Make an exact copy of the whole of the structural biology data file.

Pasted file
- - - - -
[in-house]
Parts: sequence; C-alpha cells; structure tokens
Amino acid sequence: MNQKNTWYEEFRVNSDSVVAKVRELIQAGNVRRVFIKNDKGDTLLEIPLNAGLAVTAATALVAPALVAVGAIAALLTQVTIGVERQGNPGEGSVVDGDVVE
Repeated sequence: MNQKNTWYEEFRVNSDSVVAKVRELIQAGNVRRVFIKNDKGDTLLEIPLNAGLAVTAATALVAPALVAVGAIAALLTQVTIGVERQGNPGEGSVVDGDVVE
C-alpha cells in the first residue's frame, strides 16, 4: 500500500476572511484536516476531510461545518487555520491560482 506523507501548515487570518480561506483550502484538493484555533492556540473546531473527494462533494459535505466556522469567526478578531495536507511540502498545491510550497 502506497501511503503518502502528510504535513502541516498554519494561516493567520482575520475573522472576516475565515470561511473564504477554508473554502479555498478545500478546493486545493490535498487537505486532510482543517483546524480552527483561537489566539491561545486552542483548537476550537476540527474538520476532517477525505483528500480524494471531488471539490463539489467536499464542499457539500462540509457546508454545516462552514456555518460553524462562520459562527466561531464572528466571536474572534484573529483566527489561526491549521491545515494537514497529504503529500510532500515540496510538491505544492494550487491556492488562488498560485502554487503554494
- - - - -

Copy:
[in-house]
Parts: sequence; C-alpha cells; structure tokens
Amino acid sequence: MNQKNTWYEEFRVNSDSVVAKVRELIQAGNVRRVFIKNDKGDTLLEIPLNAGLAVTAATALVAPALVAVGAIAALLTQVTIGVERQGNPGEGSVVDGDVVE
Repeated sequence: MNQKNTWYEEFRVNSDSVVAKVRELIQAGNVRRVFIKNDKGDTLLEIPLNAGLAVTAATALVAPALVAVGAIAALLTQVTIGVERQGNPGEGSVVDGDVVE
C-alpha cells in the first residue's frame, strides 16, 4: 500500500476572511484536516476531510461545518487555520491560482 506523507501548515487570518480561506483550502484538493484555533492556540473546531473527494462533494459535505466556522469567526478578531495536507511540502498545491510550497 502506497501511503503518502502528510504535513502541516498554519494561516493567520482575520475573522472576516475565515470561511473564504477554508473554502479555498478545500478546493486545493490535498487537505486532510482543517483546524480552527483561537489566539491561545486552542483548537476550537476540527474538520476532517477525505483528500480524494471531488471539490463539489467536499464542499457539500462540509457546508454545516462552514456555518460553524462562520459562527466561531464572528466571536474572534484573529483566527489561526491549521491545515494537514497529504503529500510532500515540496510538491505544492494550487491556492488562488498560485502554487503554494